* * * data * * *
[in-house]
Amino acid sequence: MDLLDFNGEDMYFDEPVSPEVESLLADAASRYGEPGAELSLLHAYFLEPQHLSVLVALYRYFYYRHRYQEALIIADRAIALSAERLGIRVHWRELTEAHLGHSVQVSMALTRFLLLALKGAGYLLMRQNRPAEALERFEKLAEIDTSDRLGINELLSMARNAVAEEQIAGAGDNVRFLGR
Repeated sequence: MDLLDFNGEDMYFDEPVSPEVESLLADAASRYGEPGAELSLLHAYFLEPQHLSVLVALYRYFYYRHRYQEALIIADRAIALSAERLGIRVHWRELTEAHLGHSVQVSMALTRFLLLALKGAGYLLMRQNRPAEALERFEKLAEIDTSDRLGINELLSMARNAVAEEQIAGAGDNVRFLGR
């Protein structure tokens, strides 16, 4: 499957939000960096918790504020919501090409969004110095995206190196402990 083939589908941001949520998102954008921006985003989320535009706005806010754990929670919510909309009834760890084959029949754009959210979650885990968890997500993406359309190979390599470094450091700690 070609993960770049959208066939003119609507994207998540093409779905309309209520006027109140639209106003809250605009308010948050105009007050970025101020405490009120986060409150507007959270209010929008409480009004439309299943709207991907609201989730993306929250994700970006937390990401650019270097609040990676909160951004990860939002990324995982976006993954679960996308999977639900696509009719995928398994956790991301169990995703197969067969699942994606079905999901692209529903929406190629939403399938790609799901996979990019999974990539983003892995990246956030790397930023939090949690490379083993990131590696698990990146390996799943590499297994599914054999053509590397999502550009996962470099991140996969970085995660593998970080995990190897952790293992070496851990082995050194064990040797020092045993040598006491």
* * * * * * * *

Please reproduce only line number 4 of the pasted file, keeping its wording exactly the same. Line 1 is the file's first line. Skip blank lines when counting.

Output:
């Protein structure tokens, strides 16, 4: 499957939000960096918790504020919501090409969004110095995206190196402990 083939589908941001949520998102954008921006985003989320535009706005806010754990929670919510909309009834760890084959029949754009959210979650885990968890997500993406359309190979390599470094450091700690 070609993960770049959208066939003119609507994207998540093409779905309309209520006027109140639209106003809250605009308010948050105009007050970025101020405490009120986060409150507007959270209010929008409480009004439309299943709207991907609201989730993306929250994700970006937390990401650019270097609040990676909160951004990860939002990324995982976006993954679960996308999977639900696509009719995928398994956790991301169990995703197969067969699942994606079905999901692209529903929406190629939403399938790609799901996979990019999974990539983003892995990246956030790397930023939090949690490379083993990131590696698990990146390996799943590499297994599914054999053509590397999502550009996962470099991140996969970085995660593998970080995990190897952790293992070496851990082995050194064990040797020092045993040598006491």